Brexit: France desperately wants a trade deal with the EU to consolidate its economy | Politics | News

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Senior European adviser to President Emmanuel Macron said the EU could not be “weak” in the upcoming fight over access to UK fishing grounds and regulatory alignment. In a sign that attitudes are hardening across the bloc, French European Affairs Minister Clément Beaune insisted Paris would not approve a trade deal unless the UK abides by its sweeping demands. Mr Beaune said: ‘On Brexit, we could accept a deal that was too quick and too weak for convenience.

“It is in our interest and in the economic interest of many sectors in France, but we cannot be weak.“We cannot accept access to our market if they do not respect our rules on competition, environment and health.

“We cannot talk about sovereignty and independence if we do not pass the test of sovereignty and independence that Brexit represents.”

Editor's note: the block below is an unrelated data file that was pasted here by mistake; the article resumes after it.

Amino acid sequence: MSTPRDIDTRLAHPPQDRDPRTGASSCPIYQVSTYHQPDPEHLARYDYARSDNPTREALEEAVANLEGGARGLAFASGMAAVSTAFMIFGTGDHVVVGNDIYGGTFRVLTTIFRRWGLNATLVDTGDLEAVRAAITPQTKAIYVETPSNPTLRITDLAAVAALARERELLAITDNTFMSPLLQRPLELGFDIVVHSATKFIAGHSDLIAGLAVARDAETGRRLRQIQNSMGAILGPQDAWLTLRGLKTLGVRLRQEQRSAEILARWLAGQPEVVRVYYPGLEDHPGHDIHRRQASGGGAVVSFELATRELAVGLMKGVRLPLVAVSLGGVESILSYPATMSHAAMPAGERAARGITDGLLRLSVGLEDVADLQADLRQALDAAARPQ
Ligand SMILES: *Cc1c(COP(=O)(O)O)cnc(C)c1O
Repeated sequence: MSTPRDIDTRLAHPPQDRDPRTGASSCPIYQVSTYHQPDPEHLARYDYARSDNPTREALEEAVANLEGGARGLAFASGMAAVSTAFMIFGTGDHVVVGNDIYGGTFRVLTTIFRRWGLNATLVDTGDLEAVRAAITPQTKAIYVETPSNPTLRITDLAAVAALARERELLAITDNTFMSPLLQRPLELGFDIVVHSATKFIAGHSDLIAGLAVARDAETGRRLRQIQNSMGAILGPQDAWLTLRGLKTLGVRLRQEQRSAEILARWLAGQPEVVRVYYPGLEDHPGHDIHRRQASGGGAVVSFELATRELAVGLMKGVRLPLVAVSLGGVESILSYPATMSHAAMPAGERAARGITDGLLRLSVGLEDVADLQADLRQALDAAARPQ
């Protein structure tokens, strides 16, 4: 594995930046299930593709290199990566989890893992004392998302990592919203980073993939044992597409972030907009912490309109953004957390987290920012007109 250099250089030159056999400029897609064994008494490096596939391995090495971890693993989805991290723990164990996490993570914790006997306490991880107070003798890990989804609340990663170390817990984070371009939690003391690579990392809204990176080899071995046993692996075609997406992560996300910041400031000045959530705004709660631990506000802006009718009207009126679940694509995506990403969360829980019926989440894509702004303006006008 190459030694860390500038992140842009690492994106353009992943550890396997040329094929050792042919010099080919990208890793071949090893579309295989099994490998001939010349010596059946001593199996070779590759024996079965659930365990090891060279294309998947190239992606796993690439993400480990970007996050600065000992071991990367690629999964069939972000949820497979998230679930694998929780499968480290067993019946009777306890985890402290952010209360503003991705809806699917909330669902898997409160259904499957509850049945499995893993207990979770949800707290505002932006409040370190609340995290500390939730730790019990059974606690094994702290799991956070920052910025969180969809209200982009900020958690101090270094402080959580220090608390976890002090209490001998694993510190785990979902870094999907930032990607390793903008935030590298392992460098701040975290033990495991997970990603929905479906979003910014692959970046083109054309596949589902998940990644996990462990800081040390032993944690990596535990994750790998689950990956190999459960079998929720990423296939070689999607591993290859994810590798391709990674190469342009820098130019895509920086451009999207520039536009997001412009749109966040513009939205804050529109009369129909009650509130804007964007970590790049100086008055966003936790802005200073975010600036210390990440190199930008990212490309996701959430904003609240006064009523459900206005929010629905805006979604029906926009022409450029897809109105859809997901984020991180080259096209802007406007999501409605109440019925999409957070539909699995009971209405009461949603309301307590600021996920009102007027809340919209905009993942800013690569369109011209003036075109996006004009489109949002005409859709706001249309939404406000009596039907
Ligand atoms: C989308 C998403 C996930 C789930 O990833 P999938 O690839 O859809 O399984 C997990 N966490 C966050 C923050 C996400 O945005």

European capitals fear the chances of a no-deal Brexit have increased dramatically as very little progress has been made since June.

Michel Barnier, the EU’s chief negotiator, will travel to London next week for emergency talks with his British counterpart with the ultimate aim of getting the process back on track.

The Frenchman will ask Prime Minister negotiator David Frost to release post-Brexit plans for UK industrial and state subsidy policy.

The conservative peer has asked his European counterpart, Great Britain, to work out his regime according to a “timetable dictated” by Brussels.

EU energy broker Angela Merkel said the next fortnight would be crucial to see if a deal can be reached.

At her annual summer press conference in Berlin, the German Chancellor said: “The crucial weeks are now approaching in which we must clarify future relations between Britain and the EU.”

Eurocrats have already warned Downing Street that negotiators have only two weeks to salvage trade and security pact negotiations.

MUST READ: Merkel announces final date for sorting out Brexit deal

He said: “The UK is leaving the European Union, that’s a bit of context.

“But the UK honestly has a more political approach to the way it deals with this crisis. “



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